Atlas Begged: Would Ayn Rand Approve Of Producers Asking For Handouts?

WIth parts I and II of 'Atlas Shrugged' making less a third of its $30 million budget, producers made a Kickstarter to fund Part III.

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New York Times Co. / Getty Images

Russian-born author and philosopher Ayn Rand (1905 - 1982) stands with her arms folded on a street in New York City, 1957.

Unbowed by the rather modest — less than $8 million — earnings on two films that took $30 million to make, producers of the three-part Atlas Shrugged are ignoring the free-market’s blatant decision to not buy movie tickets and asking for handouts to the tune of $250,000 on Kickstarter to make the third installment.

The Kickstarter notes that, in spite of Ayn Rand’s film aspirations, Hollywood wouldn’t move on Atlas Shrugged either out of “fear of failure or lack of courage.” (Although given the particularly deep shade of red of the movies’ balance sheets, it was probably the former.)

Of course, as the Kickstarter’s very own FAQ section states, many people are wondering: “Isn’t asking for charity antithetical to Ayn Rand’s philosophy?” and “Isn’t this ironic?”

But producers Harmon Kaslow and John Aglialoro answer:

No. Kickstarter represents a “free market” and the very embodiment of what Atlas Shrugged is all about.

The real irony is that detractors continue to use the word “irony” to describe a voluntary value-for-value trade amongst individuals as being in opposition to Rand’s philosophy.

Besides, as BuzzFeed points out, Rand herself was accepting government Social Security and Medicare payments in her old age, so who would she be to judge?

5 comments
inTEGraTOR
inTEGraTOR

Is using Kickstarter the same as begging now? 

I bet you think tipping your server is a form of charity..

GregoryZeigerson
GregoryZeigerson

The simple-mindedness of the suggestion that Kickstarter is in any way contradictory to Ayn Rand's concept of rational voluntary trade, the benevolent effects of capitalism and the mutual, voluntary pursuit of selfish interests proves once again that most Leftists and collectivists do not put any real thought into their positions, nor do they truly examine anyone else's positions.  Also, it is hardly necessary to explain that if Social Security moneys were stolen from Miss Rand's profits throughout her life by the government, she was entitled to and had every right to take the small portion of it that she could get back; she did not live in a laissez faire nation any more than we do today. She consistently called for the abolition of social security and Medicare and the taxes that they required, it is not her choice that they were in existence and withdrew money that was rightfully hers during her lifetime.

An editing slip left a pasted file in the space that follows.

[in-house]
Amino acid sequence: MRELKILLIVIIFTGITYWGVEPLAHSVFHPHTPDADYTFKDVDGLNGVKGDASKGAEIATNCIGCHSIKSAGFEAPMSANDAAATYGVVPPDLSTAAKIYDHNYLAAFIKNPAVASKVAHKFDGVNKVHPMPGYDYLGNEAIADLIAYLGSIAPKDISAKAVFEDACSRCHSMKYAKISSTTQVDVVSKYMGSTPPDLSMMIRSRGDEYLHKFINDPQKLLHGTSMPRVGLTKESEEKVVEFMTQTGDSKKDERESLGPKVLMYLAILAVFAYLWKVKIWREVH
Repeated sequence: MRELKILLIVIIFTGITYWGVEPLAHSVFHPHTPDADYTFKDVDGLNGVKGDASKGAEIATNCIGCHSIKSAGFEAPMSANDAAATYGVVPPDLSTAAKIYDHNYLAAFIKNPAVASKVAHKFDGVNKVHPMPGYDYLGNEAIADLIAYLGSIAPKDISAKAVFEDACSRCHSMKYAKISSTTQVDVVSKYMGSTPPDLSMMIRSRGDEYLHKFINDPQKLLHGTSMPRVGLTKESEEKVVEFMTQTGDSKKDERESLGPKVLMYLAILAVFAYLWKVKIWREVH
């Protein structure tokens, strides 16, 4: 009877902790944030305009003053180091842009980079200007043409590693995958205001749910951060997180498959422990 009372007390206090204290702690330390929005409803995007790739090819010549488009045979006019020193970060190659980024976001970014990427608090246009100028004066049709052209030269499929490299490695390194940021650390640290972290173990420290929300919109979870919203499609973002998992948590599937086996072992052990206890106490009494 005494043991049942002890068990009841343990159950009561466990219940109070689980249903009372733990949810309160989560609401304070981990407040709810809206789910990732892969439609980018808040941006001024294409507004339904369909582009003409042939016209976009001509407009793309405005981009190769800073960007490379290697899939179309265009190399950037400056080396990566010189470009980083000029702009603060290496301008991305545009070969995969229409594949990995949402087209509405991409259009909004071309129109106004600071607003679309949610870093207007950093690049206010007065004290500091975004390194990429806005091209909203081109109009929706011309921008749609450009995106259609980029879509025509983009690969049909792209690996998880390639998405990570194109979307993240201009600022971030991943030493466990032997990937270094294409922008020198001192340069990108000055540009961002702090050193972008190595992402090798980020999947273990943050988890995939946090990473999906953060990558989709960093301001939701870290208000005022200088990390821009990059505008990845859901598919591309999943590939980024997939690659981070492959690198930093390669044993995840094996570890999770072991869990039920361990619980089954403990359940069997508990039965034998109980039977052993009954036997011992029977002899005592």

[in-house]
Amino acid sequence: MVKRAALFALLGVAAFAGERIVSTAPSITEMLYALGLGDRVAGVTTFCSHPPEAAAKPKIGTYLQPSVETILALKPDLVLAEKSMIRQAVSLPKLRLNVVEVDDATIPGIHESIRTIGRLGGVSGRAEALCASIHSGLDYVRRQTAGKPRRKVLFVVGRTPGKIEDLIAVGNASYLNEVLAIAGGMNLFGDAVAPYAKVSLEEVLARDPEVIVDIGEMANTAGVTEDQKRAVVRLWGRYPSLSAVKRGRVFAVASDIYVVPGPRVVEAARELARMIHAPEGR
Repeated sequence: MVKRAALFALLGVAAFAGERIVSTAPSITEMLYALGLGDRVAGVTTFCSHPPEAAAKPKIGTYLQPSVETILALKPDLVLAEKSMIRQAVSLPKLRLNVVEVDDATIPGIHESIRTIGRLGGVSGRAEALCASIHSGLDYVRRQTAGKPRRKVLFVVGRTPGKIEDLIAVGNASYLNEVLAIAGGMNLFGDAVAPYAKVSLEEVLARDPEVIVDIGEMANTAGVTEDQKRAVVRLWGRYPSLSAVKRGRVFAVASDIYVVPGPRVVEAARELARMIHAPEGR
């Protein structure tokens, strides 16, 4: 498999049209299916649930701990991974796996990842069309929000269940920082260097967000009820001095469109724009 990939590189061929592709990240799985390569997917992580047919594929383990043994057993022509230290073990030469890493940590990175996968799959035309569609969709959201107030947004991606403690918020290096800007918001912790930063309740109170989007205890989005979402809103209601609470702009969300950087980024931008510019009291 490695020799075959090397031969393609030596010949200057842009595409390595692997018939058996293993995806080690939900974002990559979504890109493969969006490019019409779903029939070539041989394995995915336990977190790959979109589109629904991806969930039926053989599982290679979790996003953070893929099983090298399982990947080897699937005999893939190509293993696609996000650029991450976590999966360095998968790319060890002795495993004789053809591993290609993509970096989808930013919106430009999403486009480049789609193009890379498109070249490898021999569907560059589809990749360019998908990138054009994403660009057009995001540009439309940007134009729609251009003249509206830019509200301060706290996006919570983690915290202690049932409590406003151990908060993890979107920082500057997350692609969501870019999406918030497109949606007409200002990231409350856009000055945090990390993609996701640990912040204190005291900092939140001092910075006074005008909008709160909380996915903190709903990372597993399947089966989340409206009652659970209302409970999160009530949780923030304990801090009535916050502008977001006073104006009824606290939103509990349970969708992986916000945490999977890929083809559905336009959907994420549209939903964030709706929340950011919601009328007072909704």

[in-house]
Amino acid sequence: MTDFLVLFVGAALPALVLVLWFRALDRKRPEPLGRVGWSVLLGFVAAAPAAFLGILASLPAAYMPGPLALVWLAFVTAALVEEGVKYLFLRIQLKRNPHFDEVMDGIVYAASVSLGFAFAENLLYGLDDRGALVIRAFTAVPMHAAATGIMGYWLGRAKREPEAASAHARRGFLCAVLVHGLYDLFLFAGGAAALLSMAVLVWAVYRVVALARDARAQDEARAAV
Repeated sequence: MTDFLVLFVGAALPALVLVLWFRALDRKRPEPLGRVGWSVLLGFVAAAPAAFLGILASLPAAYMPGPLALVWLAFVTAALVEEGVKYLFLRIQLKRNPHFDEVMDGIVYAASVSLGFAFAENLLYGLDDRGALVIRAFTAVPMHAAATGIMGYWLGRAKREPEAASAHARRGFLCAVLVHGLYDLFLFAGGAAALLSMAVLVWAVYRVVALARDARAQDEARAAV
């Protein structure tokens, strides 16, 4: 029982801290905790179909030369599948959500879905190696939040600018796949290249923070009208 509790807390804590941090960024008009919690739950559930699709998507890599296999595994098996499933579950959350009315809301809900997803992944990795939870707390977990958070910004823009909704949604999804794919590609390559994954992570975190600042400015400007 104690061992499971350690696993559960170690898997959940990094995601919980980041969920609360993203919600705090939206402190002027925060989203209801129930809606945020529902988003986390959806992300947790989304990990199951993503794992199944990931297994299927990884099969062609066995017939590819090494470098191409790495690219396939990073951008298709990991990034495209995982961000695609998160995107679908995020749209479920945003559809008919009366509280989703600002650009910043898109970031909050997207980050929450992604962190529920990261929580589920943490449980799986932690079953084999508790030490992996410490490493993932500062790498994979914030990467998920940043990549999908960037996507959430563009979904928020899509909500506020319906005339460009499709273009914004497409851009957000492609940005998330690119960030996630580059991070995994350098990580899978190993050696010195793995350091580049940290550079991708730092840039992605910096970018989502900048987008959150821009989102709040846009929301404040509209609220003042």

JohnDonohue
JohnDonohue

Political collectivists (liberals, progressives, social democrats, etc) do not understand that voluntary trade (money for a cause; money for cause+small participation) is indeed value for value, is honest and moral.

This is due to their core position: involuntary confiscation by government for redistribution by them.

donvon1204
donvon1204

They're suggesting that Kickstarter contributions represent a 'value for value trade'?  In that case, they of course plan to issue a profit-sharing plan with the contributors from Kickstarter, right?  They wouldn't think of taking the contributions and offering nothing of value in return...right?  

WSD
WSD

@donvon1204 Value for value needn't entail a direct monetary exchange.  The value given in return is the production of the film itself, which is what the contributors are voluntarily giving their money for.